Monday, May 25, 2009

It's Memorial Day in America

We have been blessed with some gorgeous weekend throughout the Garden State for most of this extended holiday weekend, which is simply great news for all of us who have spent (and intend perhaps to spend some more) time in the company of family and friends. It is great news for the folks whose ability to survive for the next twelve months is directly related to their ability to thrive during the next three. And it is of course a nice way to shake off those wintertime blues and look forward with anticipation to the summer and the promise that it holds.

We all should take more than a moment today, however, to remember that we are not simply marking "the unofficial start to summer" or some such thing on this final Monday in May. We are observing a day set aside on the calendar to honor those whose sacrifice in the service of this country we all love and call home was absolute. We cannot celebrate that which is to come without paying tribute to all those who gave their lives so that we might have the chance to celebrate.

This day, which should be among the most sacred in a nation born out of the fire of ideals such as, "We hold these truths to be self-evident; that all men are created equal. That they are endowed by their Creator with certain inalienable rights and among these rights are life, liberty and the pursuit of happiness." Perhaps it is the fact that Memorial Day has a place but not a fixed date upon the calendar. It has become one of our holidays of convenience - the bridge to a long weekend. If Christmas or the Fourth of July happens to fall in the middle of the week, then we celebrate the day where it falls. We play it where it lays, as it were. Memorial Day receives no such treatment. It is assigned a location, which has been co-opted into a base camp for 50% men's suits sales, big Hollywood movie premieres and summer blastoffs for radio stations from sea to shining sea.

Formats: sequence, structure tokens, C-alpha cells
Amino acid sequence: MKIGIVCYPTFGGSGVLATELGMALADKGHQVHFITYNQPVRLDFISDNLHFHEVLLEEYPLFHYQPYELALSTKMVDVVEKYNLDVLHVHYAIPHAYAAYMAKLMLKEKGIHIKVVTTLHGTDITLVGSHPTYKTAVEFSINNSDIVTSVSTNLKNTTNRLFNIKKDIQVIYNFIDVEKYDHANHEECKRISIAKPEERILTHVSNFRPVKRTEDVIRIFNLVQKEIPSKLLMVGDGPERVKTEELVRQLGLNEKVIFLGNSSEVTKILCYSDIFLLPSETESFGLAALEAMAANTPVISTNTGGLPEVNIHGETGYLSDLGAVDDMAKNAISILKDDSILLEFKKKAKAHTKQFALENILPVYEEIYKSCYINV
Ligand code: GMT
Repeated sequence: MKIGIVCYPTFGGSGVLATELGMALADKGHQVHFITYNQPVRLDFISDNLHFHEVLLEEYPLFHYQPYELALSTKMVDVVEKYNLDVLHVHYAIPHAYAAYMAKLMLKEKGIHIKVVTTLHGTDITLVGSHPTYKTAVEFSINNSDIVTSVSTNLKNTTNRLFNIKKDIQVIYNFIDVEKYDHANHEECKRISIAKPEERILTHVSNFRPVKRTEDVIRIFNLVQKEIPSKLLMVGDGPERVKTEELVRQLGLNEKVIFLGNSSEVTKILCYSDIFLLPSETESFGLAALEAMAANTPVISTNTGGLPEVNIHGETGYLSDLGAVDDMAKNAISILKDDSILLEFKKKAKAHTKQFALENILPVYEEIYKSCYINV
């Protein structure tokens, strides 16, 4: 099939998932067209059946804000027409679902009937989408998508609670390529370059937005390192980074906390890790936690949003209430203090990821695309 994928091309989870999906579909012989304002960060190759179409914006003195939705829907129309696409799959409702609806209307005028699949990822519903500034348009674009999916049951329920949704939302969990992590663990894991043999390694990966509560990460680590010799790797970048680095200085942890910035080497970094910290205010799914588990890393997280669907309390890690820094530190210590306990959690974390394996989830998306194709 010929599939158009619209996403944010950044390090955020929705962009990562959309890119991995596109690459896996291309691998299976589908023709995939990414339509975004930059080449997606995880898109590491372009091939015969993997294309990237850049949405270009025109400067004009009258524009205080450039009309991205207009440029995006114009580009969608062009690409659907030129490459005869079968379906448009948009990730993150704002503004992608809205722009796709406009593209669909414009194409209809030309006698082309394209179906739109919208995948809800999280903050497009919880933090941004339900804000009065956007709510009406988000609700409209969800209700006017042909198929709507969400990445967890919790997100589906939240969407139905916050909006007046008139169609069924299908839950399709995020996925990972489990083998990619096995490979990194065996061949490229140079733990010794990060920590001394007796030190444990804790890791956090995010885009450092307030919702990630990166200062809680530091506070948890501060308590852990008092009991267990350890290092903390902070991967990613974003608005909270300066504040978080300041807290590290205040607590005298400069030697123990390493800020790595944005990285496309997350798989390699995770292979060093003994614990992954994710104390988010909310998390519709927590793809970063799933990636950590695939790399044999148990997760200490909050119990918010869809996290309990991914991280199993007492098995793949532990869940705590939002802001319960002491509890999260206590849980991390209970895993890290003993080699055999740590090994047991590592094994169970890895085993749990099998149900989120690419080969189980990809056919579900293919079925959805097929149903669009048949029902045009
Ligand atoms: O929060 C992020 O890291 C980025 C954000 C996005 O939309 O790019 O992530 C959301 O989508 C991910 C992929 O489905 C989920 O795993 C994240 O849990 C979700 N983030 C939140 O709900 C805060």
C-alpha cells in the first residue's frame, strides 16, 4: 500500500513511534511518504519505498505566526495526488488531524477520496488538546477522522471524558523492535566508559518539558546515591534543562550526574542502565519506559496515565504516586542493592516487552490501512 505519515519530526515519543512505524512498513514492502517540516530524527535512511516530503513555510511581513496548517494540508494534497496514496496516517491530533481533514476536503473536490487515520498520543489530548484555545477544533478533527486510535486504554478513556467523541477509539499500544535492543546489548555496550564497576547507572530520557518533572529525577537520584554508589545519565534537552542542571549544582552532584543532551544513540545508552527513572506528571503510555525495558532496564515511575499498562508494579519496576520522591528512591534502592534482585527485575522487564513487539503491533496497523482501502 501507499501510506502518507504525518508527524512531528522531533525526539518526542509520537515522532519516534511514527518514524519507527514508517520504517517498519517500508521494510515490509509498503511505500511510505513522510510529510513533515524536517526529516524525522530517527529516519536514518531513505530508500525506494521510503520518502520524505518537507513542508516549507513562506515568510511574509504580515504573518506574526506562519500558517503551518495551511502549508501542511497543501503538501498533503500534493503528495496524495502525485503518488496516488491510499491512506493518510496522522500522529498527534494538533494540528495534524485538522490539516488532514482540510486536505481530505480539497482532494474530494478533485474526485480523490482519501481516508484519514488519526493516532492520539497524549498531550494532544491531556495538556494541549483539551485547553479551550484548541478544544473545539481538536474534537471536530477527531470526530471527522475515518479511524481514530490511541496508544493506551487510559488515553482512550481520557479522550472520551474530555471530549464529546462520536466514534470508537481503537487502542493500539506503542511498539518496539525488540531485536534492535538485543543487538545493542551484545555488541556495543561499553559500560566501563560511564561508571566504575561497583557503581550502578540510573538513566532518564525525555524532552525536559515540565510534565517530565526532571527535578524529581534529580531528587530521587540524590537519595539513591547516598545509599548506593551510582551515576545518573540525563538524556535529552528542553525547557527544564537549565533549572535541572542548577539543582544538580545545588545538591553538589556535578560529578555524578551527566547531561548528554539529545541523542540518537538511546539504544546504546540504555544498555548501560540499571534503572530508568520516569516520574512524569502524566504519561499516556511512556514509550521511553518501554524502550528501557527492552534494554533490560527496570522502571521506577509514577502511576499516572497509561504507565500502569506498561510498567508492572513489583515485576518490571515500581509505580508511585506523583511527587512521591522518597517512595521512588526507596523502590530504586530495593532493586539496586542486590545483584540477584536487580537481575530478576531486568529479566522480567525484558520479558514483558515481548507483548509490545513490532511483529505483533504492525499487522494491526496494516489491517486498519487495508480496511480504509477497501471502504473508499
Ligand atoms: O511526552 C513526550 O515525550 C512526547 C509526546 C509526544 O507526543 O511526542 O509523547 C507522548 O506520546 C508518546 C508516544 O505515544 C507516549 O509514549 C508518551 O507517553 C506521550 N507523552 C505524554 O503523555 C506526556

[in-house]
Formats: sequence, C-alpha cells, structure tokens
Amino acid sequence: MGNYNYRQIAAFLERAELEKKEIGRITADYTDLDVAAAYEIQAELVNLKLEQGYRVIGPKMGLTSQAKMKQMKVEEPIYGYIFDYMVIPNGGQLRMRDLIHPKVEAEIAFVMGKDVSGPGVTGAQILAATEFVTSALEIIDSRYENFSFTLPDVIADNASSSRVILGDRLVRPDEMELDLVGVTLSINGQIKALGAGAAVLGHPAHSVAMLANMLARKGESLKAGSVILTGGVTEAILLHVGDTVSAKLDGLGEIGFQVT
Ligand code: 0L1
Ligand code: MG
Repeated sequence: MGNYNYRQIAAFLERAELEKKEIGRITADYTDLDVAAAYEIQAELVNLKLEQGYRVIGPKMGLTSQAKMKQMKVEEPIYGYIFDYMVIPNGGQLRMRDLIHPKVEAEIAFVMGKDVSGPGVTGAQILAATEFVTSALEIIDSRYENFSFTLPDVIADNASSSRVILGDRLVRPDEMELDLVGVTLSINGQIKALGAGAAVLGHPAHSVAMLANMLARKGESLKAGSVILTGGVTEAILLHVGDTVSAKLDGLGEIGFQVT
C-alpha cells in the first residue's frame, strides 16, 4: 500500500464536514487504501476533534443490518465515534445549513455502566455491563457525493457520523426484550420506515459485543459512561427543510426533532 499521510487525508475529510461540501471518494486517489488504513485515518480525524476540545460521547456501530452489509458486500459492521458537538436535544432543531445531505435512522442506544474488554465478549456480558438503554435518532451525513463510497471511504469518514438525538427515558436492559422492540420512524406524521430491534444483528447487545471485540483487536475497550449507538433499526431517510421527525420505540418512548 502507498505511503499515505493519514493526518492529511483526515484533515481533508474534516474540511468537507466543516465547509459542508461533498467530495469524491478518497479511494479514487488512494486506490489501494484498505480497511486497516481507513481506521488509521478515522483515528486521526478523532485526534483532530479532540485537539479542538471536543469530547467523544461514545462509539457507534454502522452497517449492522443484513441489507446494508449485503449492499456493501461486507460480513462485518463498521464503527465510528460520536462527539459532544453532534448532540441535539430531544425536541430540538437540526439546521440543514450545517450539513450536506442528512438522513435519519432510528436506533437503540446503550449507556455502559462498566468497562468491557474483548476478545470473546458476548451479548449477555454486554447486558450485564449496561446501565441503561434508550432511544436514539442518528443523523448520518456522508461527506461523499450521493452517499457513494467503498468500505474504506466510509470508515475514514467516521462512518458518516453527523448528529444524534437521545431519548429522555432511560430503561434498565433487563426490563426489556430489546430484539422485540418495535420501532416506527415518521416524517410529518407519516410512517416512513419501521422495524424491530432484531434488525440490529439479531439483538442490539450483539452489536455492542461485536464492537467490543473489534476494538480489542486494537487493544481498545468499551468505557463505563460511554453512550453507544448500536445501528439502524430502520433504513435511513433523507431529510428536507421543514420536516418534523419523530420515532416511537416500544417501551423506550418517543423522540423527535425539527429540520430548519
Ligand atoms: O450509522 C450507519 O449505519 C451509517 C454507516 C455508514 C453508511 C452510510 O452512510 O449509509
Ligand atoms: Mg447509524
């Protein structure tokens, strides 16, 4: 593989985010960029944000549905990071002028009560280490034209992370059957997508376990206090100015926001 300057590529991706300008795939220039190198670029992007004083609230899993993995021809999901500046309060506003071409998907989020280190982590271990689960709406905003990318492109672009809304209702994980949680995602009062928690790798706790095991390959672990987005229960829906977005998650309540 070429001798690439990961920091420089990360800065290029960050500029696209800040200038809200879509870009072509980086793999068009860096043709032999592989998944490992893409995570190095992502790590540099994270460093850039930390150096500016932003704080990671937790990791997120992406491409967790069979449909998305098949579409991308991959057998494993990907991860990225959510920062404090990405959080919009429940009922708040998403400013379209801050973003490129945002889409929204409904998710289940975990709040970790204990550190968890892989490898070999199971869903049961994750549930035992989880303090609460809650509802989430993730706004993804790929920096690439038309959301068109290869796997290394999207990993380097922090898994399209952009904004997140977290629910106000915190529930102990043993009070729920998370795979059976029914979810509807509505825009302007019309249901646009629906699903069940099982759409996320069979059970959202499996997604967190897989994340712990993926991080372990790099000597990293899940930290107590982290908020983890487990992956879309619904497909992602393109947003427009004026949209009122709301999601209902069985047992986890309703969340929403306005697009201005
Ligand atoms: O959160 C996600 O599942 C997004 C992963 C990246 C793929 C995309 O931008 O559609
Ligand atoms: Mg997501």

And while there is not a thing wrong with any of the above, it must be remembered that all are but ancillary benefits of this day - and neither its purpose nor its origin. At some point today, between bites of our corn on the cob, let us all take the time to give thanks to all those who made today a day worth honoring and worth celebrating.

Everybody drive real slow.


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